I agree about centering the disk. I've come to put more weight on this fact in recent times, and
have been surprised how many 78s were pressed off-center.
----- Original Message -----
From: "John Haley" <[log in to unmask]>
To: <[log in to unmask]>
Sent: Sunday, March 01, 2015 11:15 AM
Subject: Re: [ARSCLIST] Busy Bee records
> The advantage of modern styluses is that you can get them with truncated
> tips, which you definitely want, especially for restoration purposes. They
> generally play a 78 much cleaner than an original issue pointy tip that is
> hitting all the wear in the very bottom of the groove, which it seems can
> often be the most worn part of the groove. You can also get elliptical
> ones, which sometimes play better than conical. It's definitely a trial
> and error thing, as the history of the individual record matters a lot.
> Nauck sells all of these (see prior link that I posted), which is where I
> bought my array of styluses for restoration work. While I have not
> compared to styluses available elsewhere, these have worked really well for
> me. You can generally tell which of several styluses is "right" by which
> gives the strongest and least noisy result. Sometimes I play little
> samples using different styluses and record them all to .wav files, then
> take my time comparing by playing back the .wav files and comparing this
> against that. It is much easier to compare four or five samples this way,
> where the results are not obvious upon first playing. For regular
> commercial 78's, especially after the acoustic era, the starting point is
> usually a 2.75 TE (truncated elliptical). This is often the best one. For
> transcription discs, there is no standard.
> Thanks for the tip about the different kinds of Stanton 500 cartridges. I
> didn't know about the plastic-case ones. I just looked at mine, which I
> have had forever, and it has a gold metal case.
> Finding the best stylus is just the first step. Actually getting the 78
> record centered perfectly comes first. Next it is imperative, really
> imperative, to work with phono-equalization curves at the preamp level to
> find the "right" match. It makes a huge difference. That's a whole
> 'nuther topic.
> On Sun, Mar 1, 2015 at 9:08 AM, Tom Fine <[log in to unmask]>
>> Hi John:
>> I agree with you that the Stanton 500 makes a good chasis for 78RPM
>> playback, but we should clarify that there are Stanton 500's with
>> metal-colored (I think actual stainless or aluminum) bodies and then there
>> are white-colored plastic versions sold in the late years of China-based
>> "Stanton." I have both kinds, and the metal-colored one sounds much better,
>> to my ears. I think the plastic one resonates or makes some other frequency
>> anomoly due to its body design.
>> Since "Stanton" no longer makes a model 500, the choice today is the Shure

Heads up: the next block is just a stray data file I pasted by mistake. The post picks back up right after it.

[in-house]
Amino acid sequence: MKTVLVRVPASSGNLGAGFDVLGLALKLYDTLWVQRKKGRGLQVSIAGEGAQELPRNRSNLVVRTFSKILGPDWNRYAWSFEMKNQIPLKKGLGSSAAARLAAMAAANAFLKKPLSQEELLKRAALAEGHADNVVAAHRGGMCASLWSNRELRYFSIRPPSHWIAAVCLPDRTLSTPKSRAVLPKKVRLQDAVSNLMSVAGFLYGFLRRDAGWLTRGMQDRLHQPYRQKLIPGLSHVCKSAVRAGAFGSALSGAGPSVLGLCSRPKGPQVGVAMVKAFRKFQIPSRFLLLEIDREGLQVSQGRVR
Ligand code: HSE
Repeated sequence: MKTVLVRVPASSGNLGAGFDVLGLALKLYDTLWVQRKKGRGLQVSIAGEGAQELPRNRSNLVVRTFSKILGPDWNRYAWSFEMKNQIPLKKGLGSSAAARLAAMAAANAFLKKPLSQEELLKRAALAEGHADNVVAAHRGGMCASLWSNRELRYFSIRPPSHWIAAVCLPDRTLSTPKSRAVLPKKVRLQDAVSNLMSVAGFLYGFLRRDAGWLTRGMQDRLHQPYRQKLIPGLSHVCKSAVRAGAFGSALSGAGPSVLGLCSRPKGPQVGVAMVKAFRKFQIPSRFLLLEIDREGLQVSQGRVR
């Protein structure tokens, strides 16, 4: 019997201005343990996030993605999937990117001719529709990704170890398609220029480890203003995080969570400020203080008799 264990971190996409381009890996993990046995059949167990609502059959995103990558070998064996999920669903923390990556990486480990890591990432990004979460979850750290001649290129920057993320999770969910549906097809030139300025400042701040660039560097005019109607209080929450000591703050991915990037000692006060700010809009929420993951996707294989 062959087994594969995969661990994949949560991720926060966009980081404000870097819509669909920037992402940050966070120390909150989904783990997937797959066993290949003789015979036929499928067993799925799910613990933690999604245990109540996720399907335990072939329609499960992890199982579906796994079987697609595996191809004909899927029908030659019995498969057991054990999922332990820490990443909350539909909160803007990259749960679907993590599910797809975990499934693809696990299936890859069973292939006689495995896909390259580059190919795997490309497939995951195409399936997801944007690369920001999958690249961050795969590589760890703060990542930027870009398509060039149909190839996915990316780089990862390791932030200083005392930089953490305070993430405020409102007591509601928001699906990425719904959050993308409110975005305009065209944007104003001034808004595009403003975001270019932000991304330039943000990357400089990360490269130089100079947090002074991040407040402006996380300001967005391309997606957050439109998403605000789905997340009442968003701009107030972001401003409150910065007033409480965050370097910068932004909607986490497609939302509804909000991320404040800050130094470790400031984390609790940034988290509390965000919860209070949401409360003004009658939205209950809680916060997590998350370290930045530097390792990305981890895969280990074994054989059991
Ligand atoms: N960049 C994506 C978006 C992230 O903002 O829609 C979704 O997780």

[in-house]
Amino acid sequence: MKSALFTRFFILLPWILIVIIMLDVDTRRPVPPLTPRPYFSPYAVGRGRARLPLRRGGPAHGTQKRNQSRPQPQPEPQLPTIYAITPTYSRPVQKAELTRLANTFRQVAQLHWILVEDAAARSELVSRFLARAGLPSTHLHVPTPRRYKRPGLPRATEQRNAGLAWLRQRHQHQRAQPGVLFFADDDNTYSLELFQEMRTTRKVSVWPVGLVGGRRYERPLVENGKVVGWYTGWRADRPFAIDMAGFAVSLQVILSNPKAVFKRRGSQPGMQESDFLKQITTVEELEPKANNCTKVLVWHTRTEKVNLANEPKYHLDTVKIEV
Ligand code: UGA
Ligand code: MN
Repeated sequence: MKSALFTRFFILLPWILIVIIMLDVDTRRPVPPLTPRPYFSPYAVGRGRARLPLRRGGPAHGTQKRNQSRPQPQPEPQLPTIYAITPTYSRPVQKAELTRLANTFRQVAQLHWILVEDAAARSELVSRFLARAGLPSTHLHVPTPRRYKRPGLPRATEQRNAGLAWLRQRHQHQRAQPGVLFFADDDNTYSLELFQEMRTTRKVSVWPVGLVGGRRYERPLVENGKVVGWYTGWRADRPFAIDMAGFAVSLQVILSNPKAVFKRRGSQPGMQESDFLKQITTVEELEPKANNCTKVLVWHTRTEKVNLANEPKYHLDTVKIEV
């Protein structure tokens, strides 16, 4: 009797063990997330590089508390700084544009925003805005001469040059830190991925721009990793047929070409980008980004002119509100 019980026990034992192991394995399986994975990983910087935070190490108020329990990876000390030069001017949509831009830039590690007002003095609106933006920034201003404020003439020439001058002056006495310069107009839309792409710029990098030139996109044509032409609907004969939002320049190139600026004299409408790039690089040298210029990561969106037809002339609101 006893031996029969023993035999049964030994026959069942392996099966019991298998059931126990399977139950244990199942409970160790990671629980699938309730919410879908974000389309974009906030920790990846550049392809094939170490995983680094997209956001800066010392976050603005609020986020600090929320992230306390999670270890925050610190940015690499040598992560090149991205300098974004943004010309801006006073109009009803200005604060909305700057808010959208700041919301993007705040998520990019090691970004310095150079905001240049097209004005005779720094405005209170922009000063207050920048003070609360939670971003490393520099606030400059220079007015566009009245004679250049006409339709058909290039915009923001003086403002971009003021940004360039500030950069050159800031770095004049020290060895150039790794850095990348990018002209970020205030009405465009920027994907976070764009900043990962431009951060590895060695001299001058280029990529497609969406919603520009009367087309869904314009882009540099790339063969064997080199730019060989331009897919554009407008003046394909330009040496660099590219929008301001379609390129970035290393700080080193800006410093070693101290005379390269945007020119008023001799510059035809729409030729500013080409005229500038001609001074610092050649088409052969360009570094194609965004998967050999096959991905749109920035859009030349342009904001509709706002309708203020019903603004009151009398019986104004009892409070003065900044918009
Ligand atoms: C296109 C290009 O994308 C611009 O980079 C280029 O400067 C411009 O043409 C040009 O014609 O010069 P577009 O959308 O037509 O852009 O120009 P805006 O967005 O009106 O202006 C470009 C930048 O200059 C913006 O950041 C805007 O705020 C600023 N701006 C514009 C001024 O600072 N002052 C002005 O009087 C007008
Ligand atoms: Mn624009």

>> M78, which is based on the M44 and fitted with a conical wide-groove
>> stylus. I don't know this for fact but I'm pretty sure that the guys at
>> Expert Stylus in the UK would fit generic M44 stylus assemblies with
>> whatever tips a 78 collector desired. It's non-ideal, not as good as when
>> Shure itself made a high-quality 78 playback system with many needle
>> options (and real-deal Stanton did at the same time). But for 90+% of
>> wide-groove playing, it'll do the trick.
>> -- Tom Fine
>> ----- Original Message ----- From: "John Haley" <[log in to unmask]>
>> To: <[log in to unmask]>
>> Sent: Sunday, March 01, 2015 3:56 AM
>> Subject: Re: [ARSCLIST] Busy Bee records
>> You can also buy styluses in various sizes from Nauck, here:
>>> and see the good advice toward the bottom of that page. Most people I
>>> use a Stanton 500 cartridge to play 78's (as I do).
>>> John H. Haley
>>> On Sat, Feb 28, 2015 at 11:00 PM, Mark Hendrix <[log in to unmask]
>>> Ben Roth wrote, "Does anyone know what type of stylus or cartridge should
>>>> used for Busy Bee records?"
>>>> Hello, Ben,
>>>> Here is some information that I hope will help.
>>>> Cartridges: Shure M-44 (still manufactured) with the N44-C stylus (I
>>>> know if this is still manufactured; the N 44/7 stylus is the LP version)
>>>> the Stanton 500 series (no longer manufactured) with the Stanton stylus
>>>> made for playing 78s (D5127 stylus, blue plastic stylus holder, also no
>>>> longer manufactured; the D5110, white plastic stylus holder, is the LP
>>>> Busy Bee disc records were lateral cut records designed to be played
>>>> with a
>>>> steel needle. These needles had a tip radius of approximately 3 mil,
>>>> 'mil' means 'one thousandth of an inch.' You will get the best sound by
>>>> choosing a stylus that plays the portion of the groove that was NOT
>>>> by the original playback equipment, so depending on how worn your records
>>>> are, you need a variety of styli to ride above or below where the steel
>>>> needle traveled to get the best reproduction.
>>>> So, for styli: short answer: 2.3 mil, 2.7 mil, and 3.5 mil -sized styli
>>>> handle the majority of "78's" you will encounter.
>>>> For general playback info from a collector's (and professional
>>>> engineer's) point of view, try the late Roger Beardsley's article at:
>>>> He recommends - a set of 2.0, 2.5, 3.0 and 3.5 mil (or alternatively 2.0,
>>>> 2.8 and 3.2 mil) truncated elliptical styli should do for a start; you
>>>> rarely come across a record that does not sound acceptable with one of
>>>> these, although in some cases an 1.5 mil or a 4.0 mil improves the
>>>> reproduction noticeably.
>>>> Here is where you can find Expert Stylus' recommendations:
>>>> I hope this is helpful. Best wishes, Mark Hendrix